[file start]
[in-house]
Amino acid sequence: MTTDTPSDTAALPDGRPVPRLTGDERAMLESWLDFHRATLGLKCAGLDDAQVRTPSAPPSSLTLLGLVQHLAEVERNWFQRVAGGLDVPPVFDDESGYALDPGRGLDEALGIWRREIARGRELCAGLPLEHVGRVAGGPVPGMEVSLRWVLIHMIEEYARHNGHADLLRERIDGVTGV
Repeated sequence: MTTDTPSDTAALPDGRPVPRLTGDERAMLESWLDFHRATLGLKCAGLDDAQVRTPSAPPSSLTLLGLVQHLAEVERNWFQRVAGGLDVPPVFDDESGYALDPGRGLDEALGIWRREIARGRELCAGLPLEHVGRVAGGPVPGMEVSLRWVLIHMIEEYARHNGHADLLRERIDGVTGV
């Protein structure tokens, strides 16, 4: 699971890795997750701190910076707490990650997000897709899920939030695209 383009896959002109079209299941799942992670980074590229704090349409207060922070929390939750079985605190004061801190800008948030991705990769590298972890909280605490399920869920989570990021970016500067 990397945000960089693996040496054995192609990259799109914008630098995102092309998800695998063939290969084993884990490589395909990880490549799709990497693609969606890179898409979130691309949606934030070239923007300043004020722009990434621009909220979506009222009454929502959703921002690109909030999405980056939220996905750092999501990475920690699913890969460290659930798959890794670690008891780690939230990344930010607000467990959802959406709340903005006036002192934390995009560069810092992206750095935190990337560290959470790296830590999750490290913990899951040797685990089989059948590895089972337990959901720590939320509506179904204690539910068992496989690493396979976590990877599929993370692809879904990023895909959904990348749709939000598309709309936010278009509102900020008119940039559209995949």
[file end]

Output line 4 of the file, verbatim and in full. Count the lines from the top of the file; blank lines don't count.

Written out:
């Protein structure tokens, strides 16, 4: 699971890795997750701190910076707490990650997000897709899920939030695209 383009896959002109079209299941799942992670980074590229704090349409207060922070929390939750079985605190004061801190800008948030991705990769590298972890909280605490399920869920989570990021970016500067 990397945000960089693996040496054995192609990259799109914008630098995102092309998800695998063939290969084993884990490589395909990880490549799709990497693609969606890179898409979130691309949606934030070239923007300043004020722009990434621009909220979506009222009454929502959703921002690109909030999405980056939220996905750092999501990475920690699913890969460290659930798959890794670690008891780690939230990344930010607000467990959802959406709340903005006036002192934390995009560069810092992206750095935190990337560290959470790296830590999750490290913990899951040797685990089989059948590895089972337990959901720590939320509506179904204690539910068992496989690493396979976590990877599929993370692809879904990023895909959904990348749709939000598309709309936010278009509102900020008119940039559209995949």